The collections consists of only two items: reports for the Manchester Homeopathic Institution (1905) and the Manchester Homeopathic Dispensary (1902).
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- ReferenceGB 133 MMC/9/36
- Former ReferenceGB 133 J b 31
- Dates of Creation19021905
- Physical Description2 items
Scope and Content
Administrative / Biographical History
In the early nineteenth century, interest in homeopathy grew as a reaction against established medicine, but was regarded dismissed by most medical practitioners as quackery. By the early 1850s there were two homeopathic dispensaries in centre of Manchester and two in Hulme.
Manchester Homeopathic Dispensary was a voluntary dispensary founded circa 1842. It changed its rules in 1847 to encourage patient subscriptions, but it was also supported by the Hospital Saturday Fund. The Dispensary took on a house surgeon and began admitting in-patients. From 1850 until circa 1883 Manchester Homeopathic Dispensary and Hospital was based at Bloom Street and it soon grew to thirty beds. The Dispensary was later based at 107 Great Ancoats Street.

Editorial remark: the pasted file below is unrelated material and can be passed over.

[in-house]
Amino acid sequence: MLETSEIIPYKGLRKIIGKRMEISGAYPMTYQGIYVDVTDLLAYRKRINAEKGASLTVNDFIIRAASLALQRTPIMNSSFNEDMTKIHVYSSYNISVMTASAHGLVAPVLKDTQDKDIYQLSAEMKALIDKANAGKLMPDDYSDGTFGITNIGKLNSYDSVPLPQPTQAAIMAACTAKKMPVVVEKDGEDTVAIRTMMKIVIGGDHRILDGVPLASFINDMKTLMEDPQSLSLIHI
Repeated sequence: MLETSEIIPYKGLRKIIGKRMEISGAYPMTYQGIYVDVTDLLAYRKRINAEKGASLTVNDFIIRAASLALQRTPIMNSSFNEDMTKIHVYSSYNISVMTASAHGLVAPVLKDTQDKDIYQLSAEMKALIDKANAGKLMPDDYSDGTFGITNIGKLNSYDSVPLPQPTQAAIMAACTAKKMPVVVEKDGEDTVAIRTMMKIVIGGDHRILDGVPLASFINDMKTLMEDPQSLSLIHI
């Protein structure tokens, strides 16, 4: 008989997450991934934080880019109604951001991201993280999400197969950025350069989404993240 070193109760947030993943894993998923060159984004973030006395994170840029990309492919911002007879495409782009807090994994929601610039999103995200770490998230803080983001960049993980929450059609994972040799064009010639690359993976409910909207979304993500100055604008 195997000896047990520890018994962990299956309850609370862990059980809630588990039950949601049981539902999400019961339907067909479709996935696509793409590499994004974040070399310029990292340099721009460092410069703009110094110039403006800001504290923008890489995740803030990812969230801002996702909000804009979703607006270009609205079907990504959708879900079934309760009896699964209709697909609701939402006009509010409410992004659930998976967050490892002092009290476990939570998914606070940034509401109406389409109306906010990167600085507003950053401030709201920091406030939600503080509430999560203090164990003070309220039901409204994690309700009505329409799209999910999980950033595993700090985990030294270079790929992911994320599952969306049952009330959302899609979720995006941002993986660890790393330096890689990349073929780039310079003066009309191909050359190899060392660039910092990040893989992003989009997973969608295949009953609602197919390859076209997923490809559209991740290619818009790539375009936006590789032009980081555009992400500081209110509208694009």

A separate institution, Manchester and Salford Homeopathic Dispensary was founded in 1854 in Lever Street, it is not known when closed.
The longest serving Homeopathic Hospital was founded around 1859 as Manchester Homeopathic Institution and Dispensary, at 203 Great Jackson Street, Hulme. It was a voluntary institution, but patients who were able to paid fees. The Institution aimed to promote a wider knowledge of the principle and practice of pure homeopathy. The Institution attended to out-patients and home patients but does not appear to have admitted in-patients. By 1905 the name had changed to Manchester Homeopathic Institution. In 1939 it moved to a purpose built clinic in Oxford Road, becoming Manchester Homeopathic Clinic. It remained there until the building was demolished in 1970 and the clinic moved to Brunswick Street where it remains today. The Clinic never became part of the NHS, but does provide treatment to NHS patients.